In this entry in the Cambride Encyclopeida of Anthropology Thomas Hylland Eriksen argues that the anthropology of climate change represents a new approach to globalisation, that shifts the focus towards the ecological embeddedness of human life.
Thomas Hylland Eriksen writes that climate change, largely a product of human activities, is arguably the most comprehensive and dramatic challenge facing humanity. In the first decades of this century, its implications have become a major concern in anthropology.
The first part of Eriksen's entry shows why the contribution of anthropology is important to the interdisciplinary study of, and engagement with, climate change. Anthropology teaches us that climate change has to be related to global inequality and local diversity, and must be understood as a multi-scalar phenomenon embedded in local life, but with global ramifications. Anthropology can also show why political action to mitigate or halt climate change is sluggish and often inefficient.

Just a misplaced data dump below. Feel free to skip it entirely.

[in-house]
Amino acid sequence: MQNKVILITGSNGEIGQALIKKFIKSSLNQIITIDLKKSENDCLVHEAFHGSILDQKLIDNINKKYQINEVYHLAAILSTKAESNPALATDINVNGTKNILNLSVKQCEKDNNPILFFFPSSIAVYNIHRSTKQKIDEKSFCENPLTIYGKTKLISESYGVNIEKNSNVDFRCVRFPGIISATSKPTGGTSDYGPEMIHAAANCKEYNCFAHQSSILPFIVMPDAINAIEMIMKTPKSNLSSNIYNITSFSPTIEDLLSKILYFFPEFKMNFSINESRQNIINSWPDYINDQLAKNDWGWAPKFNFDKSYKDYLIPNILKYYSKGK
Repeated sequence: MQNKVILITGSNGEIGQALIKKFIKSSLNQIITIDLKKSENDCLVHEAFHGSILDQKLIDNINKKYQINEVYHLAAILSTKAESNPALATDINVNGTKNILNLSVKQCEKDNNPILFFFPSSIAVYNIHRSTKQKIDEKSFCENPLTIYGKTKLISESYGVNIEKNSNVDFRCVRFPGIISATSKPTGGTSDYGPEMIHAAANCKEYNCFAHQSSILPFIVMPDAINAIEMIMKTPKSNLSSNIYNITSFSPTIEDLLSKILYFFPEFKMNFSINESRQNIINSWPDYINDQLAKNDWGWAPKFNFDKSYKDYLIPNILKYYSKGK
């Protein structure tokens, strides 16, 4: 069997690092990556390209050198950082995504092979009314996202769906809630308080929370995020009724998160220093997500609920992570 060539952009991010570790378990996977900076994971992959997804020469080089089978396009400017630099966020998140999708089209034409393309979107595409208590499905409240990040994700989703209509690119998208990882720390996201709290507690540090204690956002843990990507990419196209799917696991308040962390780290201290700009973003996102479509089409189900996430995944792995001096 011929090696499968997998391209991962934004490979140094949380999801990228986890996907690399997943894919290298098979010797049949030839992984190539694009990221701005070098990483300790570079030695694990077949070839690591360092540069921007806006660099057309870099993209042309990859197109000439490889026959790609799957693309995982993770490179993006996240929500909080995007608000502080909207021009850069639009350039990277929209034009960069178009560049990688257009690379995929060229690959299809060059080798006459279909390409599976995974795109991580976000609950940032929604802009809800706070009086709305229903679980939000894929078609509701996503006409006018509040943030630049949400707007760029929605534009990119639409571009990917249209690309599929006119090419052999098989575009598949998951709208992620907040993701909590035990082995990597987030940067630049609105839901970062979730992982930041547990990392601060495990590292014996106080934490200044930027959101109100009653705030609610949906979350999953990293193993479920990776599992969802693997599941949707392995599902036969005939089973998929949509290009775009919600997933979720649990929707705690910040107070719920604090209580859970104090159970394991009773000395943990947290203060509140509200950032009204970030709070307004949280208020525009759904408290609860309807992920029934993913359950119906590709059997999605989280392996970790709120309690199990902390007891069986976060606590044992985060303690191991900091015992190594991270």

Tracing the origins and development of the anthropology of climate change in the late twentieth century, the entry then shows how the field has become more diverse, to include studies of resilience and adaptation, renewable energy, climate activism, as well as knowledge and discourses about climate change. While these studies are truly global by relating to a worldwide event, they retain an emphasis on local realities through ethnographic methods indicating variations in impact of and responses to climate change. They foreground that the issues having to do with climate change differ vastly across the world, from Australia to Peru, from Greenland to Mongolia. The entry ends by arguing that the anthropology of climate change represents a new approach to globalisation, one that shifts the focus from economics, culture, and politics to the ecological embeddedness of human life.
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